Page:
Rate Limiting with Envoy Proxy based API Gateways
In this post, we’ll dig into Rate Limiting and its role in API Gateways.
What is Rate Limiting?
Rate limiting is the ability to specify how many times an end user can call a service within a rate (time interval like per second, minute, hour) and even setting a quota (total number received within a period like day, week, month).
API Gateways help control the incoming traffic from an end user or system (client) to a specified application service. This interaction of exposing services to external users who are unknown to the organization can put the service at risk of potentially (gasp!) malicious behavior. Rate limiting allows you to protect your environment from intentional or unintentional issues that overwhelm your services with incoming traffic that result in failures and service outages.
Examples of issues include denial of service attacks from malicious users, a rogue script or random changes in the traffic mix where a spike in low priority user requests crowd out the higher priority requests into your service.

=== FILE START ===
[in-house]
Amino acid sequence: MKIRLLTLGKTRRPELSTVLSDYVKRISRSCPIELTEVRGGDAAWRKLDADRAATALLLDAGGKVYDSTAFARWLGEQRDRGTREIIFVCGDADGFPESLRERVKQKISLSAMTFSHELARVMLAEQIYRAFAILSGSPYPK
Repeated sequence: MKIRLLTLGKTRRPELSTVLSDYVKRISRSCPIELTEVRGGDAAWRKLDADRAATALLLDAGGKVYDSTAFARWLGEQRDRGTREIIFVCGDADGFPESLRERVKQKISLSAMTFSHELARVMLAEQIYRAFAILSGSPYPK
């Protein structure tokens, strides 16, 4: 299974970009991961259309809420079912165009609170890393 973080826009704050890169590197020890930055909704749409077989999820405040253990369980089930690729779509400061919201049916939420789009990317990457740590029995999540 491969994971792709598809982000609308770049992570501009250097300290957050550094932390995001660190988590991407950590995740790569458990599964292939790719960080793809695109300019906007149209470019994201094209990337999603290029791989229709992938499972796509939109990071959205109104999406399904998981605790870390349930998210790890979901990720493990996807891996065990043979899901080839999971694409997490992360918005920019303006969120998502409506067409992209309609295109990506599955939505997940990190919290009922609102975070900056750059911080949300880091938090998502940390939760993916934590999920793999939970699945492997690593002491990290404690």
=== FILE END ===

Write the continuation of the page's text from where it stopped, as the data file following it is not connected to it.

Gloo Enterprise provides two models for rate limiting to address a wide range of use cases and flexibility from simple to finer grained settings.
- Gloo includes for simplified rate limiting model
- Envoy rate limiting with Gloo for a finer grained settings
Gloo’s built in rate limiting offers a simplified model to specify the number of requests per unit of time that can be made against all routes (incoming traffic paths) defined within a virtual host. Different limits can be set for authorized users (per user basis) and anonymous users (incoming IPs) and are defined on the virtual service specification.
The example below shows the rate limit configuration of 1000 anonymous requests per hour and 200 authorized requests per minute to the same virtual service. This allows you to also better control resource utilization across different types of users.
The Envoy rate limiting API can be used with Gloo to define more granular rate limits. With Envoy rate limiting, you can use custom headers and application meta information to make decisions. This can get quite fine grained and at the same time complex. We recommend starting with the built in rate limiting in Gloo and then adding the Envoy rate limiting as needed.
Give rate limiting a try in Gloo: